As a rising high school senior, Chantale experienced a significant life challenge. Her aunt, with whom she had been living, passed away and her uncle said he could not support her after high school. We watched her navigate this situation with the same faith-based and action-oriented approach she took in all her endeavors: By leaning on her close relationship with God, she boldly and honestly faced the circumstances that life presented her.
We think that Chantale's strong sense of service, practical caring, and leadership style make her a great nominee for director of the Asian Development Bank. The same faith values of social justice and uplift that we taught her in high school are very much on display in her leadership style today. Her example is both a blessing to our faith community and to the many communities she has served over the years. Her leadership style also fills a void in the world that our own faith community has observed. As Pope Francis prays in Evangelii Gaudium:
I ask God to give us more politicians capable of sincere and effective dialogue aimed at healing the deepest roots—not simply the appearances—of evils in our world…I beg the Lord to grant us more politicians who are genuinely disturbed by the state of society, the people, the lives of the poor!
Like every teacher, we rejoice in the accomplishments of a student who exemplifies the leadership style that Pope Francis so eloquently seeks. As a Catholic who leads with honesty and integrity, Chantale seeks to heal by helping those most in need. She will do precisely that as the U.S. executive director of the Asian Development Bank, where the work of ending poverty and creating resilient communities is one of the most important missions available to a person of faith.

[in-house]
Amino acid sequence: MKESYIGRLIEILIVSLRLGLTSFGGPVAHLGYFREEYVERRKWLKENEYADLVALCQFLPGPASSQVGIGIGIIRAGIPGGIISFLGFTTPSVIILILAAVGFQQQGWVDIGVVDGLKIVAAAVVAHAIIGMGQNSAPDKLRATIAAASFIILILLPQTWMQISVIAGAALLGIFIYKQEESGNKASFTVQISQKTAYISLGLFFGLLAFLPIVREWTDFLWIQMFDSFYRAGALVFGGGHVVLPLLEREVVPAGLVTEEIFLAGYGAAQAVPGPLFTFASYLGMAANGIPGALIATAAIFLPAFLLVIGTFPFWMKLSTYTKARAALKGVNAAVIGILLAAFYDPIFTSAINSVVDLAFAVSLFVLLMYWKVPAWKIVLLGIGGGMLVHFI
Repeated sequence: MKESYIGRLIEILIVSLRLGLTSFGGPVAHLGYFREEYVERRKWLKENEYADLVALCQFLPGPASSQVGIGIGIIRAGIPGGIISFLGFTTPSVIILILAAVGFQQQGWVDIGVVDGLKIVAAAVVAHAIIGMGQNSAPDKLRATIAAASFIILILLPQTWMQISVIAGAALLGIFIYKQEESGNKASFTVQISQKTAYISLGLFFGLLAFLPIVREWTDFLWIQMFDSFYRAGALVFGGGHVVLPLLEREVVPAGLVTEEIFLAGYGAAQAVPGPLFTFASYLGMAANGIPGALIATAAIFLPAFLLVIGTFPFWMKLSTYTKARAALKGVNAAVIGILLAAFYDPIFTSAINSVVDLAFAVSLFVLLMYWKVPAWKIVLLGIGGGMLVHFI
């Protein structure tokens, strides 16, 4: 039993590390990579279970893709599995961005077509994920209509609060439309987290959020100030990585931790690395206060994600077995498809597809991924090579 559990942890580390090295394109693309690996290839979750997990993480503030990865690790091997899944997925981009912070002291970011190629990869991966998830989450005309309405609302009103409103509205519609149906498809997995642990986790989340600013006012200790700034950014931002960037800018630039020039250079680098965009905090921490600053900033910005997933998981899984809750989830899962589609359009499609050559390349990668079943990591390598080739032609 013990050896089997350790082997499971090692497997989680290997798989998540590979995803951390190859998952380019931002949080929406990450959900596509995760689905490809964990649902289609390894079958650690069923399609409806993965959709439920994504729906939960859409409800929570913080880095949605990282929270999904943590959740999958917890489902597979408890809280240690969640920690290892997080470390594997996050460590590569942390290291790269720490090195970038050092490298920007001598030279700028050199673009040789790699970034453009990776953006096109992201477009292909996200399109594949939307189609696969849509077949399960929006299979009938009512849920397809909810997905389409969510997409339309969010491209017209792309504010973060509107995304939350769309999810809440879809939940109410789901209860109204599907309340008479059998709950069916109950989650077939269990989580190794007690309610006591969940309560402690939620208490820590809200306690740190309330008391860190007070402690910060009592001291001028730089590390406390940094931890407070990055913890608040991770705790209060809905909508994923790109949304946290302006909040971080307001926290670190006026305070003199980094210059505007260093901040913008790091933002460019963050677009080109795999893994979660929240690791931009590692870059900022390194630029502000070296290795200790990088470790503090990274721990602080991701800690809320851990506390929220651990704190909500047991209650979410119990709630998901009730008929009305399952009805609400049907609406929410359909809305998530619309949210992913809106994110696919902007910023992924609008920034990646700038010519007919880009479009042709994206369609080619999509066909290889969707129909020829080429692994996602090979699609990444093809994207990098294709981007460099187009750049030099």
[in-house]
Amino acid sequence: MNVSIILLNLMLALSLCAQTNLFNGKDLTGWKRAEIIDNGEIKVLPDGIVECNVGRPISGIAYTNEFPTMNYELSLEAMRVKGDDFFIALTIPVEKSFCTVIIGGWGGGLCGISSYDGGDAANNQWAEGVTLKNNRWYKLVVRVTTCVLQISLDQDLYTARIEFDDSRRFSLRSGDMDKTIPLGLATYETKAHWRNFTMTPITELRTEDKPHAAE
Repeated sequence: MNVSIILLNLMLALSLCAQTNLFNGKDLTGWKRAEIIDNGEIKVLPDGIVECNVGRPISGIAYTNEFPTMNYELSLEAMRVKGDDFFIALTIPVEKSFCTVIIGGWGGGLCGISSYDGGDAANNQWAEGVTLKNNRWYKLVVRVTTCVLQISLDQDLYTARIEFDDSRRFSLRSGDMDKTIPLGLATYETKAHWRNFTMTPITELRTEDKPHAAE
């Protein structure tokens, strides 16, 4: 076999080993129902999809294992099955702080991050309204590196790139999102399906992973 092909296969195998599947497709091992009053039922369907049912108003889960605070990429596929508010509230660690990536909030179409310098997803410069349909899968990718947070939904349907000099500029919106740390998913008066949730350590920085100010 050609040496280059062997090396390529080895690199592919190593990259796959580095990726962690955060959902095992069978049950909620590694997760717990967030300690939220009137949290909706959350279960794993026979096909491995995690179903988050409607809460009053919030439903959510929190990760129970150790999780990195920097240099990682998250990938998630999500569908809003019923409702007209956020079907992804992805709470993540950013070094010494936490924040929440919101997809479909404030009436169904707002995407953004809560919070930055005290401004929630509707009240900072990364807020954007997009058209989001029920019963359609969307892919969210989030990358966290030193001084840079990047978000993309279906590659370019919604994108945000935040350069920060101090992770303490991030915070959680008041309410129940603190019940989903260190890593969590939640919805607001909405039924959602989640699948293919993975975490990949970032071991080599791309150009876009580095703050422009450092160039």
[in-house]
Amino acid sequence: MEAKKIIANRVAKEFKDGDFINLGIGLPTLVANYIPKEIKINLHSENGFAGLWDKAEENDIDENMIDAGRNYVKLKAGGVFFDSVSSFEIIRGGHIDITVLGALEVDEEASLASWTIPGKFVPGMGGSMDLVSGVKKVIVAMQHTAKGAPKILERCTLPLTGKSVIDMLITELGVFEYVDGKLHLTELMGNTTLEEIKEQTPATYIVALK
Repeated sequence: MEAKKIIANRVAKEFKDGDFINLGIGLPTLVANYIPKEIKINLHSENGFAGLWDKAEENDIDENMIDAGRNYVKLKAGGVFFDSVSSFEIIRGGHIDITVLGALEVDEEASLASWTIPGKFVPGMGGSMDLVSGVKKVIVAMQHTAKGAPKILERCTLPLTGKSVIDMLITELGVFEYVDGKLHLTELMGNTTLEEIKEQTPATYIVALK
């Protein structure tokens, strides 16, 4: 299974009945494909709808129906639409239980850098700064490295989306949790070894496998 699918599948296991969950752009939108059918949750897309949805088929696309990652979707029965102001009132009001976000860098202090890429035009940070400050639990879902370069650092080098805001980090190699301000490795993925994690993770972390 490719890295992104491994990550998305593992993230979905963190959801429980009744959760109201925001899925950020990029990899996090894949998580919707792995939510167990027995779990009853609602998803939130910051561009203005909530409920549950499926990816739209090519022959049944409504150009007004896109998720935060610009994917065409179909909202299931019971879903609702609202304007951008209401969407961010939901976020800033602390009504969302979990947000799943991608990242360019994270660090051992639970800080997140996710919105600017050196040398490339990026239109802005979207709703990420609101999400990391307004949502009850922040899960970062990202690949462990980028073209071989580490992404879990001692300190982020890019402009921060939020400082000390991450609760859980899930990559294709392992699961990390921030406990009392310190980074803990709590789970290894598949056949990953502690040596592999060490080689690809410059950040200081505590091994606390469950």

Through her leadership work during the bicentennial planning, she had developed strong relationships with a network of Guam's leaders, including the governor. With the governor's support, she obtained a full scholarship to college — another step on her journey linking leadership, community and faith.
To this day, she continues to trust in God and the mission-driven leadership nurtured by the Notre Dame Sisters and the AOLG community. We also grew from her presence. One of the lines of our Academy prayer is "May the Academy be a better place because I am here." Chantale made the Academy a better place as a student and as an alumna.
She has expanded her influence over the years and through her leadership and service for the common good she is making our world a better place. Through her many jobs in the U.S. government and her extracurricular activities, she fights poverty, promotes equality and improves the lives of those most in need around the world. As a resident of Washington, D.C., she found a spiritual home in St. Augustine, founded in 1868 as the first Black parish in Washington, D.C. In St. Augustine's vibrant community, she continues to find nourishment for her faith by serving many individuals who are too often left out of the care of mainstream society.